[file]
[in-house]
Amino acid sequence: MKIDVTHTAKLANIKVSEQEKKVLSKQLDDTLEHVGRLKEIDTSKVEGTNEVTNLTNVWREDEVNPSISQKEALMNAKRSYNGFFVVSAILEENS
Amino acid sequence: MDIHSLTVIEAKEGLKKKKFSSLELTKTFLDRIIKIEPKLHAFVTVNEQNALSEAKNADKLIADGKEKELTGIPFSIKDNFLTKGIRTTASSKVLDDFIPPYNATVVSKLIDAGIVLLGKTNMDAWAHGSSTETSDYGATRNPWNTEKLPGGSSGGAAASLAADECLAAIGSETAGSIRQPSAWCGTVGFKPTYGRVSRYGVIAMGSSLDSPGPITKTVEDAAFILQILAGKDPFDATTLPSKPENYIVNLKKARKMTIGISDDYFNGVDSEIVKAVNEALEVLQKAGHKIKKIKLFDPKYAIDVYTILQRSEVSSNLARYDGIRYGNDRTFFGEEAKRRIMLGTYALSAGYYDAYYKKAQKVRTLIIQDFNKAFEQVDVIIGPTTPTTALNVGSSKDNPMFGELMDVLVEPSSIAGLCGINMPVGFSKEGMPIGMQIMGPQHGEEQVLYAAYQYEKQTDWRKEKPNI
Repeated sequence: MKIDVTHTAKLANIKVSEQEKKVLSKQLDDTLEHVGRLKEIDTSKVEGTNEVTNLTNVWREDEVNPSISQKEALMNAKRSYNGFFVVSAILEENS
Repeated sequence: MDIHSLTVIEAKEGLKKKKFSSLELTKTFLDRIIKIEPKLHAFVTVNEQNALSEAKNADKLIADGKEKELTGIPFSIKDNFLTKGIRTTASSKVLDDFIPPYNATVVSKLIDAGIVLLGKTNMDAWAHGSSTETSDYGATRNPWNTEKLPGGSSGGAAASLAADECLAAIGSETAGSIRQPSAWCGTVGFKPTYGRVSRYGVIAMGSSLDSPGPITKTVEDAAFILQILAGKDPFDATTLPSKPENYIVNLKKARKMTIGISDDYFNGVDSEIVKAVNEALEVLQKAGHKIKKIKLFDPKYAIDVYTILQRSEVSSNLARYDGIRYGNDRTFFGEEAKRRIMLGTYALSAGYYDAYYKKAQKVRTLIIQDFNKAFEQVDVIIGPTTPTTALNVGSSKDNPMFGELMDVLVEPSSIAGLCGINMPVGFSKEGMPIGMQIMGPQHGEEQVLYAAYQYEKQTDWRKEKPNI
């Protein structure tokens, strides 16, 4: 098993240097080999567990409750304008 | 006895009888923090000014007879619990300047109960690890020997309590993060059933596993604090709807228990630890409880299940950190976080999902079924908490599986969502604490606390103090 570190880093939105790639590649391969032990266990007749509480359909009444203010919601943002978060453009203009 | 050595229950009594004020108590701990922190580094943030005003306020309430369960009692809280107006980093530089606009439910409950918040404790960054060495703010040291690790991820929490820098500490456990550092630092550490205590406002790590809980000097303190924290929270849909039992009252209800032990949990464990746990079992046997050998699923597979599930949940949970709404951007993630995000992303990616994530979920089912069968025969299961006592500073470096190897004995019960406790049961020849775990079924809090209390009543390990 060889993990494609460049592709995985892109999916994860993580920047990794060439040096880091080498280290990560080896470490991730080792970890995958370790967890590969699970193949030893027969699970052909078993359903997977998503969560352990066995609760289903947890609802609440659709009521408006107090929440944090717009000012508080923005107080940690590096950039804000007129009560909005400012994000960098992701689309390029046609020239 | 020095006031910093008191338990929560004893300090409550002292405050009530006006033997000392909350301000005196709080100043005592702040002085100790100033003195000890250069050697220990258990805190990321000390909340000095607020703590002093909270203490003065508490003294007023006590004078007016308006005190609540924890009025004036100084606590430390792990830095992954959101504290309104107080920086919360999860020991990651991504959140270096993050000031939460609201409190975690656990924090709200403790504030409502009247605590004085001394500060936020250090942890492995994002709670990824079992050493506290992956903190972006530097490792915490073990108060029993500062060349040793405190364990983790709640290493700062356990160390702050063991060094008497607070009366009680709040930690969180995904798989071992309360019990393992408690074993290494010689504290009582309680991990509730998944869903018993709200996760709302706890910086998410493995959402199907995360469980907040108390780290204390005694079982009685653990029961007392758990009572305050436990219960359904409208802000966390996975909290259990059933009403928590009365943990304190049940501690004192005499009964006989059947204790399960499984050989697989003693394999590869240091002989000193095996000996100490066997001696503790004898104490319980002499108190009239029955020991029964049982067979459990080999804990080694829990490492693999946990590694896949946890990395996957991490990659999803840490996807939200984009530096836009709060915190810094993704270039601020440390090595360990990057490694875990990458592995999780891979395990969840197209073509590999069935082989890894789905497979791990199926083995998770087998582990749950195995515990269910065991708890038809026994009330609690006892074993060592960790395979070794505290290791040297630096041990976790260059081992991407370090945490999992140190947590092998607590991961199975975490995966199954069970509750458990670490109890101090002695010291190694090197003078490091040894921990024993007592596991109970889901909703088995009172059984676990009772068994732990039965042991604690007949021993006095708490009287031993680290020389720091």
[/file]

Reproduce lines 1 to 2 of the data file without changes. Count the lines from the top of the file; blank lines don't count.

[in-house]
Amino acid sequence: MKIDVTHTAKLANIKVSEQEKKVLSKQLDDTLEHVGRLKEIDTSKVEGTNEVTNLTNVWREDEVNPSISQKEALMNAKRSYNGFFVVSAILEENS